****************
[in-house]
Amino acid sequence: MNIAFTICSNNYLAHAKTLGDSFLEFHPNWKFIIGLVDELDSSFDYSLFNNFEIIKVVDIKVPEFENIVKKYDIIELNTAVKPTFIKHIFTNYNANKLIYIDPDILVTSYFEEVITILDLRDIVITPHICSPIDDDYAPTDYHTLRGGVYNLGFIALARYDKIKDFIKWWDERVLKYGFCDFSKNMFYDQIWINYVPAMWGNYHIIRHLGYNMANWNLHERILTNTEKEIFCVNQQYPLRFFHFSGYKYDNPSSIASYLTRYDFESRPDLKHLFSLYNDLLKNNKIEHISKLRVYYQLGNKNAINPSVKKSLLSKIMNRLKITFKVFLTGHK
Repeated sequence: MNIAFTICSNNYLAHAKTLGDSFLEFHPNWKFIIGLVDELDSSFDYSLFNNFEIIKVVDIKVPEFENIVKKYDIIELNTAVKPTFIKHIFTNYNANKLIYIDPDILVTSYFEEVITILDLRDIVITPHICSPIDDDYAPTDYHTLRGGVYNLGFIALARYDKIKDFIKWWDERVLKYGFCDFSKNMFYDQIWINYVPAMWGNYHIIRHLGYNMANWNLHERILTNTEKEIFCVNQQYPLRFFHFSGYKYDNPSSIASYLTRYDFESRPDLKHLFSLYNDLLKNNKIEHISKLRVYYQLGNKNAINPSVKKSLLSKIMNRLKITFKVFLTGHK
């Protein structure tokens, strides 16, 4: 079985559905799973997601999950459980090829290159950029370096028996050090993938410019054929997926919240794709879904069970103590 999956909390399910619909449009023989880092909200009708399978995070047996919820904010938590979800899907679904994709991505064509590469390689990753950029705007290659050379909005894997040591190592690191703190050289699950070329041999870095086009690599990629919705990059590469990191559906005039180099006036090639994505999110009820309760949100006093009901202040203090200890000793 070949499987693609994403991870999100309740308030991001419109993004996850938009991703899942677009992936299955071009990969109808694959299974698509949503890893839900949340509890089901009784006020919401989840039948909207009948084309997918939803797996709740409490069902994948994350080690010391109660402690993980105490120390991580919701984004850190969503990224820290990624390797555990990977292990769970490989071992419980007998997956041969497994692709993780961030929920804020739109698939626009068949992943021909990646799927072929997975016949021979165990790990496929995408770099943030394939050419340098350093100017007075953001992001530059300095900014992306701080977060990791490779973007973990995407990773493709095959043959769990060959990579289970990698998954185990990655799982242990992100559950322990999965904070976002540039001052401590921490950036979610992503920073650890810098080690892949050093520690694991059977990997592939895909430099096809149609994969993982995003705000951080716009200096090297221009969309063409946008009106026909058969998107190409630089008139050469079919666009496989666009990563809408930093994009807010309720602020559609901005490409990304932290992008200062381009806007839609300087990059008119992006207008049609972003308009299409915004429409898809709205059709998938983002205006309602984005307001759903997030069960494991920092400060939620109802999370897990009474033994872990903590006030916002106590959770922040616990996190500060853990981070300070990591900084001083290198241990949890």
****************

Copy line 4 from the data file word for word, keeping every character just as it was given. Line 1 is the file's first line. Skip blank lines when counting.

């Protein structure tokens, strides 16, 4: 079985559905799973997601999950459980090829290159950029370096028996050090993938410019054929997926919240794709879904069970103590 999956909390399910619909449009023989880092909200009708399978995070047996919820904010938590979800899907679904994709991505064509590469390689990753950029705007290659050379909005894997040591190592690191703190050289699950070329041999870095086009690599990629919705990059590469990191559906005039180099006036090639994505999110009820309760949100006093009901202040203090200890000793 070949499987693609994403991870999100309740308030991001419109993004996850938009991703899942677009992936299955071009990969109808694959299974698509949503890893839900949340509890089901009784006020919401989840039948909207009948084309997918939803797996709740409490069902994948994350080690010391109660402690993980105490120390991580919701984004850190969503990224820290990624390797555990990977292990769970490989071992419980007998997956041969497994692709993780961030929920804020739109698939626009068949992943021909990646799927072929997975016949021979165990790990496929995408770099943030394939050419340098350093100017007075953001992001530059300095900014992306701080977060990791490779973007973990995407990773493709095959043959769990060959990579289970990698998954185990990655799982242990992100559950322990999965904070976002540039001052401590921490950036979610992503920073650890810098080690892949050093520690694991059977990997592939895909430099096809149609994969993982995003705000951080716009200096090297221009969309063409946008009106026909058969998107190409630089008139050469079919666009496989666009990563809408930093994009807010309720602020559609901005490409990304932290992008200062381009806007839609300087990059008119992006207008049609972003308009299409915004429409898809709205059709998938983002205006309602984005307001759903997030069960494991920092400060939620109802999370897990009474033994872990903590006030916002106590959770922040616990996190500060853990981070300070990591900084001083290198241990949890």